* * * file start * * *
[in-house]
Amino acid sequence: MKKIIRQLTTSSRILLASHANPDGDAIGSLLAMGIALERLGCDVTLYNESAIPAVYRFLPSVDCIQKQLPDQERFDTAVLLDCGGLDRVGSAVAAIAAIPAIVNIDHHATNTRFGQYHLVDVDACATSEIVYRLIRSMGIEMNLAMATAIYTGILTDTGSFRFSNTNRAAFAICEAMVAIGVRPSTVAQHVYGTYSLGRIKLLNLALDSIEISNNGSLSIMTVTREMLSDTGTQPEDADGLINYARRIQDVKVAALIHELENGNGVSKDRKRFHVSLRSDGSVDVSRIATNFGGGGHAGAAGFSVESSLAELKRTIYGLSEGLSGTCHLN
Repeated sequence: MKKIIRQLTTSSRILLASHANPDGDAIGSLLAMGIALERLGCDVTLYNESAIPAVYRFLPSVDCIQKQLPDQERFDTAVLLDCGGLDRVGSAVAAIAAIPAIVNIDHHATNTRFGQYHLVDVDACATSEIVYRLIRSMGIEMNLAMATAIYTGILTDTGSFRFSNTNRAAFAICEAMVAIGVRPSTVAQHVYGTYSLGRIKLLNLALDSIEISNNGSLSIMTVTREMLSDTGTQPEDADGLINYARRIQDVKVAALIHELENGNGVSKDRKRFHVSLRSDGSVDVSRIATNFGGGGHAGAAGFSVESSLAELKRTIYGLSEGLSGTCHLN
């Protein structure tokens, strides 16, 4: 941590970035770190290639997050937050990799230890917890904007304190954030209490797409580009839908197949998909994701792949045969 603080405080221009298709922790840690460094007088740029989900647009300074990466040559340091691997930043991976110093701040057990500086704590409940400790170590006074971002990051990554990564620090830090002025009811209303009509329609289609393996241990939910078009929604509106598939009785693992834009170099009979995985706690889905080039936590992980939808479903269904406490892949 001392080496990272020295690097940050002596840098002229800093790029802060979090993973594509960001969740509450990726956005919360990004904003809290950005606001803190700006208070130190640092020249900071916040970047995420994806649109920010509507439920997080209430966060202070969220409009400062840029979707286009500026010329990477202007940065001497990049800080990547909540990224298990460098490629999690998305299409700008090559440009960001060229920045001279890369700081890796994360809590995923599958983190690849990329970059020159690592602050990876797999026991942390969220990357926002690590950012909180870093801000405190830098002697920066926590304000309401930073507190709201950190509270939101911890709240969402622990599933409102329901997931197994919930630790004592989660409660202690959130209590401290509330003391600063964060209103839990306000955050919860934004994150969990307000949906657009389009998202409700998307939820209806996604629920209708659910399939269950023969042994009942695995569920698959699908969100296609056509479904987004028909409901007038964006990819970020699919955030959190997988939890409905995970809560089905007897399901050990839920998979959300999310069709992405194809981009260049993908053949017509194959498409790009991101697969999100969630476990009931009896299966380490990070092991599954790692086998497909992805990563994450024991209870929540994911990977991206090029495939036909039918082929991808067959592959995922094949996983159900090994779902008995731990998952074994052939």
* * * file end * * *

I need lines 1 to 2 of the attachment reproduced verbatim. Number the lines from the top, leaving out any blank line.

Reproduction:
[in-house]
Amino acid sequence: MKKIIRQLTTSSRILLASHANPDGDAIGSLLAMGIALERLGCDVTLYNESAIPAVYRFLPSVDCIQKQLPDQERFDTAVLLDCGGLDRVGSAVAAIAAIPAIVNIDHHATNTRFGQYHLVDVDACATSEIVYRLIRSMGIEMNLAMATAIYTGILTDTGSFRFSNTNRAAFAICEAMVAIGVRPSTVAQHVYGTYSLGRIKLLNLALDSIEISNNGSLSIMTVTREMLSDTGTQPEDADGLINYARRIQDVKVAALIHELENGNGVSKDRKRFHVSLRSDGSVDVSRIATNFGGGGHAGAAGFSVESSLAELKRTIYGLSEGLSGTCHLN